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PSIR 1B-6 Statutory Institutions / Commissions – Previous Year Questions – Solved

Model Answers to PYQs (2018-2023)

1] National Commission for Minorities. [2023/10m/150w/5e]

The National Commission for Minorities was set up under the National Commission for Minorities Act, 1992. The Commission plays a vital role in promoting the educational, economic, social, and cultural well-being of India’s minority communities.

The primary objective of the NCM is to ensure the protection of the rights of religious and linguistic minorities in India. It aims to prevent discrimination and violations of the rights of minorities. The Commission is also responsible for identifying minority communities in India, and it can recommend government certain actions to improve the status of minorities.

Further, the NCM can conduct investigations and inquiries; and can intervene in legal proceedings, either on its own or based on complaints filed by minority individuals or communities, to protect and enforce their rights.

The National Commission for Minorities consists of a Chairperson, a Vice-Chairperson, and five members. The Chairperson and members are appointed by the President of India, and they hold office for a three-year term. The Commission should have representation from various minority communities, including Muslims, Christians, Sikhs, Buddhists, and Zoroastrians (Parsis).

The NCM has faced criticisms about its effectiveness in protecting the rights and interests of minority communities. Some argue that it lacks the teeth to enforce its recommendations and intervene effectively.

Despite these challenges, the National Commission for Minorities remains an important institution in India’s efforts to protect and promote the rights and welfare of minority communities. It continues to be a forum for addressing issues related to the well-being of religious and linguistic minorities in the country. [254 words]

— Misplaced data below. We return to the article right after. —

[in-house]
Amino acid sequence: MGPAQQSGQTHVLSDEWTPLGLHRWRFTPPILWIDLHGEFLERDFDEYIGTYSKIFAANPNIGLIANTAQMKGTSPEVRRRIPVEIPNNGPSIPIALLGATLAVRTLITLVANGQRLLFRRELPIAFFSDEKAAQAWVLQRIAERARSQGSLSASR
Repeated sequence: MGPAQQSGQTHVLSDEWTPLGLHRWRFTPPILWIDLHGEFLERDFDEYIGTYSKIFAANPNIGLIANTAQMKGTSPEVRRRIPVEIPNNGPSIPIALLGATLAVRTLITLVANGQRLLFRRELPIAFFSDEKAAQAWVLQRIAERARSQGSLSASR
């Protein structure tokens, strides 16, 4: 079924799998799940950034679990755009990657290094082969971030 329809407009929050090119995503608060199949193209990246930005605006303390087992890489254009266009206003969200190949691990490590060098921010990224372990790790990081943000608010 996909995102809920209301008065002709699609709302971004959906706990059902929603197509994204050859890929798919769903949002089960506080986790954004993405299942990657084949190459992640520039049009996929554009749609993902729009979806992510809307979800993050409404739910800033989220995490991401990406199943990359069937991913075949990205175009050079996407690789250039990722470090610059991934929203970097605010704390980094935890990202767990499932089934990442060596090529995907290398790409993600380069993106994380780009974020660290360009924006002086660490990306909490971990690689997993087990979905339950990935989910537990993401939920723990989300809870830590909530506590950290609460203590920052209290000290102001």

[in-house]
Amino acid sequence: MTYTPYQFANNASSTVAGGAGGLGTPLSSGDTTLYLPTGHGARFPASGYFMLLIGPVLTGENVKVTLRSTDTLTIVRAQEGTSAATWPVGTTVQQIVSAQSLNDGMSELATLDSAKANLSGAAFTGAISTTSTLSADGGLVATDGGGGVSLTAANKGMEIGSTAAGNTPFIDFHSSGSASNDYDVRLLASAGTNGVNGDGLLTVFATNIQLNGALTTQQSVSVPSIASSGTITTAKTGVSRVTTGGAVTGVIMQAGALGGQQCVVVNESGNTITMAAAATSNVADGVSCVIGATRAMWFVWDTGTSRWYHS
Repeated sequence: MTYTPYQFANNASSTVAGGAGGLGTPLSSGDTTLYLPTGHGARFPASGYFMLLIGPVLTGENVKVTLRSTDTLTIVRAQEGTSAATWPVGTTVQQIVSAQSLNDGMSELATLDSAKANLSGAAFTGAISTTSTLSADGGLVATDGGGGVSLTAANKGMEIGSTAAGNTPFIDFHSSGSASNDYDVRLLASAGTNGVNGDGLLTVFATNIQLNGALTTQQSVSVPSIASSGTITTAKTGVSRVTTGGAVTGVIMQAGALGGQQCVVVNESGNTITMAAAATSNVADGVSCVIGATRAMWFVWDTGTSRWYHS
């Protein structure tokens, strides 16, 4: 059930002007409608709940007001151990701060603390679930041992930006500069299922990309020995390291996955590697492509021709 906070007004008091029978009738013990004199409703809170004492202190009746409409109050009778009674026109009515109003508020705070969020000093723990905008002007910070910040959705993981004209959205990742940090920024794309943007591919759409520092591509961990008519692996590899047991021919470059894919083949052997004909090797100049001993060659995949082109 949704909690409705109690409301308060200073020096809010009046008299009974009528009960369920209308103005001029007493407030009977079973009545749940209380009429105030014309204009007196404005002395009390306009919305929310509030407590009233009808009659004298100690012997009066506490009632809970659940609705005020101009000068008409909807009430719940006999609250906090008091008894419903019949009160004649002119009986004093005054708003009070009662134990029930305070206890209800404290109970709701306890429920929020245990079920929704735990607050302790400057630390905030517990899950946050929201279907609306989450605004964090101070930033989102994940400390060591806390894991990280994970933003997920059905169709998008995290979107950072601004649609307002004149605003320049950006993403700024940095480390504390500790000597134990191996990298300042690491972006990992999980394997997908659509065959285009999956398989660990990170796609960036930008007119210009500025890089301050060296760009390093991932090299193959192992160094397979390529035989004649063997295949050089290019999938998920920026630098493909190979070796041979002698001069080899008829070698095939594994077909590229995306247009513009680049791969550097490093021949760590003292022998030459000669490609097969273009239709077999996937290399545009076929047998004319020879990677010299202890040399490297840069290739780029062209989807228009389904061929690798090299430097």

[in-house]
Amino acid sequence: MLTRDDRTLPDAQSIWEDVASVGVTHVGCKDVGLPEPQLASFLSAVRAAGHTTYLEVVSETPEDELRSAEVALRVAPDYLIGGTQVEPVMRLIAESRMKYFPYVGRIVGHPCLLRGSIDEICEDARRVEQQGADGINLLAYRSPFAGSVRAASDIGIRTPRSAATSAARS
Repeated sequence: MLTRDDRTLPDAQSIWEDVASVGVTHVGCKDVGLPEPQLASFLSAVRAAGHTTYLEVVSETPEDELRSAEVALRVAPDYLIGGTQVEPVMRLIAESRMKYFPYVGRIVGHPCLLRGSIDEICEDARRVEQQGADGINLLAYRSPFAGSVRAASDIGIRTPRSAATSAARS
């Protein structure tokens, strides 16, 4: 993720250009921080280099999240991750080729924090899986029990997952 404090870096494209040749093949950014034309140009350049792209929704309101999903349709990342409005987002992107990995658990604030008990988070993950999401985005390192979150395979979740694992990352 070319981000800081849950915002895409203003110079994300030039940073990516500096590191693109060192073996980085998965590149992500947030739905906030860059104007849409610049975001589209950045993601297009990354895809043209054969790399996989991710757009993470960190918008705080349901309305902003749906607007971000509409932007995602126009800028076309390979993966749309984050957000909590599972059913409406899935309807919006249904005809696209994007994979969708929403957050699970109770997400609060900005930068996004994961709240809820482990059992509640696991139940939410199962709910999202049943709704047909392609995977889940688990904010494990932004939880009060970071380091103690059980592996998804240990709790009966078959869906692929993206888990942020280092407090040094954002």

2] How far is the National Commission for Backward Classes an empowered body? Assess its role in the context of rising demand for backwardness among dominant communities. [2022/10m/150w/5d]

The NCBC was established under the National Commission for Backward Classes Act 1993 and was given constitutional status in 2018. It has the authority inter-alia to examine requests for inclusion or exclusion of communities in the backward classes list.

The NCBC has the powers of a civil court and can summon witnesses, demand documents, and conduct inquiries. This provides a legal framework for its functioning and investigative powers.

While the NCBC has the power to make recommendations, its recommendations are not binding on the government. The final decision on including or excluding communities from the list of backward classes rests with the government. This limits the effectiveness and impact of the NCBC’s recommendations, as they may not always be implemented promptly or fully.

The NCBC’s effectiveness is hindered by its lack of autonomy. It operates under the administrative control of the Ministry of Social Justice and Empowerment, which can impact its independence and ability to function impartially.

In recent years, there have been instances where dominant communities, seeking reservation benefits and affirmative action, have demanded backward status. The NCBC’s role becomes crucial in examining such demands and ensuring fairness in the determination of backwardness.

The NCBC has faced criticism for its decision-making processes, lack of transparency, and delays in addressing requests. At times, its recommendations have been challenged and disputed, raising questions about the credibility and effectiveness of the commission. The perception of bias or political influence on its functioning can undermine its authority and trust.